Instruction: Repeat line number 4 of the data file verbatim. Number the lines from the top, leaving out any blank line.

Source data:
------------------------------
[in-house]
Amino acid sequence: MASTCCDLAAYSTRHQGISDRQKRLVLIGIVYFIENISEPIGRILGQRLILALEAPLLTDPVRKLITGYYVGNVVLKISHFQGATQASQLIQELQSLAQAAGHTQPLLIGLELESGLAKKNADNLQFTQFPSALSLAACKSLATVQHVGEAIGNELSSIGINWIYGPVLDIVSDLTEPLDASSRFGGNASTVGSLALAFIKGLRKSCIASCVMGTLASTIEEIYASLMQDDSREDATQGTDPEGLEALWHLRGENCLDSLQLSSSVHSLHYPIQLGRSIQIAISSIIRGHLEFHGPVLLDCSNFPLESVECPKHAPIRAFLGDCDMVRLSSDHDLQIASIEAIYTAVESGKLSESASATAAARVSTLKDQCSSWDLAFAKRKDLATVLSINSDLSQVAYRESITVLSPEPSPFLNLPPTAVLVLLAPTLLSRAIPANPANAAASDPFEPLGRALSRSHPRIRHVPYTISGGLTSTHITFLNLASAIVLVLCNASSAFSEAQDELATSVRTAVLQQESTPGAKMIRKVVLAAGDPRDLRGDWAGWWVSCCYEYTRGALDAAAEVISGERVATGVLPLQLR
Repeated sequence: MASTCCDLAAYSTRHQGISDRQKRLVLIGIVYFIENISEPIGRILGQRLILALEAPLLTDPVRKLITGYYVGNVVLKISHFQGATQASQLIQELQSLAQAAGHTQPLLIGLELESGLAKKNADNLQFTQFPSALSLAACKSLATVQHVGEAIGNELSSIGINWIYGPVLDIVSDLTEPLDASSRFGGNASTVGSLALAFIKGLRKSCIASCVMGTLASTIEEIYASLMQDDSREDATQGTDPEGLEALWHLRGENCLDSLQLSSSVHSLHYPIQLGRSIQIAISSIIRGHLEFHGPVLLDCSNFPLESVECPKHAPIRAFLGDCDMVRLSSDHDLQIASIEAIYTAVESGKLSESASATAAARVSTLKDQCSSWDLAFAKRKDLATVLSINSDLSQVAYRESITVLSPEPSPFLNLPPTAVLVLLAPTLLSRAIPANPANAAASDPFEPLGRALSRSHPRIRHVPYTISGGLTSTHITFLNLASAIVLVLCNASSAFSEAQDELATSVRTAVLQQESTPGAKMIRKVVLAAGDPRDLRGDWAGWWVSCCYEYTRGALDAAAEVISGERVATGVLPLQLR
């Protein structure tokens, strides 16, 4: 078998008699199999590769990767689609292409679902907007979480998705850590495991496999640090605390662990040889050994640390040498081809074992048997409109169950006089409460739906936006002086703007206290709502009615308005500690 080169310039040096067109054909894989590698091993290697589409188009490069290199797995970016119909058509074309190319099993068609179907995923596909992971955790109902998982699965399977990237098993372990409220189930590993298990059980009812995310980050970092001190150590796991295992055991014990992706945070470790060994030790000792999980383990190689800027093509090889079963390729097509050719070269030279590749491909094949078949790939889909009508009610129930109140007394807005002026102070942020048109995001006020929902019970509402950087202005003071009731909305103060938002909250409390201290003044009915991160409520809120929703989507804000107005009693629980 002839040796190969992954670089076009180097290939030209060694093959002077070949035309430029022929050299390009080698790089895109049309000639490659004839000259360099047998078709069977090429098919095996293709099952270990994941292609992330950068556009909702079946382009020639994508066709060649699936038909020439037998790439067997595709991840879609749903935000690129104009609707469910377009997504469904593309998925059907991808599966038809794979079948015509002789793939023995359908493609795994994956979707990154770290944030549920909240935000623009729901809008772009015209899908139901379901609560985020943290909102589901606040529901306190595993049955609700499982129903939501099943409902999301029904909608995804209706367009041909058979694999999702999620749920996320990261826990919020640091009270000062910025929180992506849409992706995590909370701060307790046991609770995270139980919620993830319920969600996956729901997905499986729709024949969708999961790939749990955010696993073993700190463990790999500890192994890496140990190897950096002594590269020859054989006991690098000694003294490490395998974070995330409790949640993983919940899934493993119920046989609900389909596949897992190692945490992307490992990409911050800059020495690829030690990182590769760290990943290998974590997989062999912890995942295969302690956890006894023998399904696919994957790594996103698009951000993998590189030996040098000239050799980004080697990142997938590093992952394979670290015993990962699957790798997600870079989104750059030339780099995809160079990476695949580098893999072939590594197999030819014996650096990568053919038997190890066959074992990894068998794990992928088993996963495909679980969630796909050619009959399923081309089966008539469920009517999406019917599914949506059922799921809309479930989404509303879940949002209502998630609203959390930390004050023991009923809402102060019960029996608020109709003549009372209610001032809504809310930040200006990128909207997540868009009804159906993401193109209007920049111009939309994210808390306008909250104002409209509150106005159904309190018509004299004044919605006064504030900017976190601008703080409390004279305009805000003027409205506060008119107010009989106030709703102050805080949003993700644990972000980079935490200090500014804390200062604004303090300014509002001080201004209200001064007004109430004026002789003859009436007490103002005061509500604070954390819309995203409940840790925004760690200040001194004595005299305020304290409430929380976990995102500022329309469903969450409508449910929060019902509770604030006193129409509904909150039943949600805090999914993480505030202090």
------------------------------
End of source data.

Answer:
């Protein structure tokens, strides 16, 4: 078998008699199999590769990767689609292409679902907007979480998705850590495991496999640090605390662990040889050994640390040498081809074992048997409109169950006089409460739906936006002086703007206290709502009615308005500690 080169310039040096067109054909894989590698091993290697589409188009490069290199797995970016119909058509074309190319099993068609179907995923596909992971955790109902998982699965399977990237098993372990409220189930590993298990059980009812995310980050970092001190150590796991295992055991014990992706945070470790060994030790000792999980383990190689800027093509090889079963390729097509050719070269030279590749491909094949078949790939889909009508009610129930109140007394807005002026102070942020048109995001006020929902019970509402950087202005003071009731909305103060938002909250409390201290003044009915991160409520809120929703989507804000107005009693629980 002839040796190969992954670089076009180097290939030209060694093959002077070949035309430029022929050299390009080698790089895109049309000639490659004839000259360099047998078709069977090429098919095996293709099952270990994941292609992330950068556009909702079946382009020639994508066709060649699936038909020439037998790439067997595709991840879609749903935000690129104009609707469910377009997504469904593309998925059907991808599966038809794979079948015509002789793939023995359908493609795994994956979707990154770290944030549920909240935000623009729901809008772009015209899908139901379901609560985020943290909102589901606040529901306190595993049955609700499982129903939501099943409902999301029904909608995804209706367009041909058979694999999702999620749920996320990261826990919020640091009270000062910025929180992506849409992706995590909370701060307790046991609770995270139980919620993830319920969600996956729901997905499986729709024949969708999961790939749990955010696993073993700190463990790999500890192994890496140990190897950096002594590269020859054989006991690098000694003294490490395998974070995330409790949640993983919940899934493993119920046989609900389909596949897992190692945490992307490992990409911050800059020495690829030690990182590769760290990943290998974590997989062999912890995942295969302690956890006894023998399904696919994957790594996103698009951000993998590189030996040098000239050799980004080697990142997938590093992952394979670290015993990962699957790798997600870079989104750059030339780099995809160079990476695949580098893999072939590594197999030819014996650096990568053919038997190890066959074992990894068998794990992928088993996963495909679980969630796909050619009959399923081309089966008539469920009517999406019917599914949506059922799921809309479930989404509303879940949002209502998630609203959390930390004050023991009923809402102060019960029996608020109709003549009372209610001032809504809310930040200006990128909207997540868009009804159906993401193109209007920049111009939309994210808390306008909250104002409209509150106005159904309190018509004299004044919605006064504030900017976190601008703080409390004279305009805000003027409205506060008119107010009989106030709703102050805080949003993700644990972000980079935490200090500014804390200062604004303090300014509002001080201004209200001064007004109430004026002789003859009436007490103002005061509500604070954390819309995203409940840790925004760690200040001194004595005299305020304290409430929380976990995102500022329309469903969450409508449910929060019902509770604030006193129409509904909150039943949600805090999914993480505030202090």